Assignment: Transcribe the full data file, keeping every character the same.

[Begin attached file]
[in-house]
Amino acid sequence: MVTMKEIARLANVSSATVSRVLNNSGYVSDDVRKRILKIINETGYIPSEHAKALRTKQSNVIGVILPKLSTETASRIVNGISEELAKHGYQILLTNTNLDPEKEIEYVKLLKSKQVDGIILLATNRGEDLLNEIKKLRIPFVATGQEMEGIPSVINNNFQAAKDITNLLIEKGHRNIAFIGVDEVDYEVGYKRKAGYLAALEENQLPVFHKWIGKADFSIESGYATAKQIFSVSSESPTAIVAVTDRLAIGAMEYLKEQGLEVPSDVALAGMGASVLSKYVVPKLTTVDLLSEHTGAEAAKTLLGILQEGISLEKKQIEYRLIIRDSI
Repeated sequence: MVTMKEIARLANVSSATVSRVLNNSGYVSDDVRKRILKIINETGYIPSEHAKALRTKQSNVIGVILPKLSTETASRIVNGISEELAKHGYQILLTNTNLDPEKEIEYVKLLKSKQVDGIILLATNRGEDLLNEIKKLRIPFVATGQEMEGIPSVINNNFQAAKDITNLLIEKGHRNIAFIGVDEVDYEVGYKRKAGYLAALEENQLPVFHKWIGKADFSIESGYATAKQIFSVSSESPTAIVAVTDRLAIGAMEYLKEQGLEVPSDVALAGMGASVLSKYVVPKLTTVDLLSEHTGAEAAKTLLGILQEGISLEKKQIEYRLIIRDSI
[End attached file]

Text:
[in-house]
Amino acid sequence: MVTMKEIARLANVSSATVSRVLNNSGYVSDDVRKRILKIINETGYIPSEHAKALRTKQSNVIGVILPKLSTETASRIVNGISEELAKHGYQILLTNTNLDPEKEIEYVKLLKSKQVDGIILLATNRGEDLLNEIKKLRIPFVATGQEMEGIPSVINNNFQAAKDITNLLIEKGHRNIAFIGVDEVDYEVGYKRKAGYLAALEENQLPVFHKWIGKADFSIESGYATAKQIFSVSSESPTAIVAVTDRLAIGAMEYLKEQGLEVPSDVALAGMGASVLSKYVVPKLTTVDLLSEHTGAEAAKTLLGILQEGISLEKKQIEYRLIIRDSI
Repeated sequence: MVTMKEIARLANVSSATVSRVLNNSGYVSDDVRKRILKIINETGYIPSEHAKALRTKQSNVIGVILPKLSTETASRIVNGISEELAKHGYQILLTNTNLDPEKEIEYVKLLKSKQVDGIILLATNRGEDLLNEIKKLRIPFVATGQEMEGIPSVINNNFQAAKDITNLLIEKGHRNIAFIGVDEVDYEVGYKRKAGYLAALEENQLPVFHKWIGKADFSIESGYATAKQIFSVSSESPTAIVAVTDRLAIGAMEYLKEQGLEVPSDVALAGMGASVLSKYVVPKLTTVDLLSEHTGAEAAKTLLGILQEGISLEKKQIEYRLIIRDSI